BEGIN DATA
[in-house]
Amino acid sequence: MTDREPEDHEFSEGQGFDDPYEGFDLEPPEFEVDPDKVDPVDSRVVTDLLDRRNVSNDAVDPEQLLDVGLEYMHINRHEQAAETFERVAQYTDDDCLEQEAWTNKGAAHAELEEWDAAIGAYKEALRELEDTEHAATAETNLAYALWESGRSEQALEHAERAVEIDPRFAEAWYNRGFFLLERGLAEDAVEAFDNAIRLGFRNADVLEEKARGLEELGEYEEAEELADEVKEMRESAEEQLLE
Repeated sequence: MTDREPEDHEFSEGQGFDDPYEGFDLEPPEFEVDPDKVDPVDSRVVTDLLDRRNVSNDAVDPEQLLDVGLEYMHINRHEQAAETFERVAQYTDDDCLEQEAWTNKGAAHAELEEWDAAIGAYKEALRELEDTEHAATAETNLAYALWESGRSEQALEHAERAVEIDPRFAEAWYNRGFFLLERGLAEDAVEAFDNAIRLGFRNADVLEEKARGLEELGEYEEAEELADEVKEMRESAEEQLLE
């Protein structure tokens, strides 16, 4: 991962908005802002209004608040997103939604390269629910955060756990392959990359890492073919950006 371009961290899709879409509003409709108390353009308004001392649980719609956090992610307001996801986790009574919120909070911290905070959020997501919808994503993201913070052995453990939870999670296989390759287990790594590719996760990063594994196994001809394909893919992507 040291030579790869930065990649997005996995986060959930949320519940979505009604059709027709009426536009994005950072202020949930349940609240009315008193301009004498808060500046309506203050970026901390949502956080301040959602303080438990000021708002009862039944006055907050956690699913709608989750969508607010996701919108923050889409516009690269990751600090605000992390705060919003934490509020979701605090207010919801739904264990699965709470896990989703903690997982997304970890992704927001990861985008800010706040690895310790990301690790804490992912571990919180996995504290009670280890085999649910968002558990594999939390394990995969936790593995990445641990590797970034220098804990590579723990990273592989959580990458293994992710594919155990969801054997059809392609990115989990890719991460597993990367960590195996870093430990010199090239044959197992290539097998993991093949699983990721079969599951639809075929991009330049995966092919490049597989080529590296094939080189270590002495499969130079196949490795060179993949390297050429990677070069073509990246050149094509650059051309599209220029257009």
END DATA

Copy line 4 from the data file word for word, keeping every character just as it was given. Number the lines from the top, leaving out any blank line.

């Protein structure tokens, strides 16, 4: 991962908005802002209004608040997103939604390269629910955060756990392959990359890492073919950006 371009961290899709879409509003409709108390353009308004001392649980719609956090992610307001996801986790009574919120909070911290905070959020997501919808994503993201913070052995453990939870999670296989390759287990790594590719996760990063594994196994001809394909893919992507 040291030579790869930065990649997005996995986060959930949320519940979505009604059709027709009426536009994005950072202020949930349940609240009315008193301009004498808060500046309506203050970026901390949502956080301040959602303080438990000021708002009862039944006055907050956690699913709608989750969508607010996701919108923050889409516009690269990751600090605000992390705060919003934490509020979701605090207010919801739904264990699965709470896990989703903690997982997304970890992704927001990861985008800010706040690895310790990301690790804490992912571990919180996995504290009670280890085999649910968002558990594999939390394990995969936790593995990445641990590797970034220098804990590579723990990273592989959580990458293994992710594919155990969801054997059809392609990115989990890719991460597993990367960590195996870093430990010199090239044959197992290539097998993991093949699983990721079969599951639809075929991009330049995966092919490049597989080529590296094939080189270590002495499969130079196949490795060179993949390297050429990677070069073509990246050149094509650059051309599209220029257009």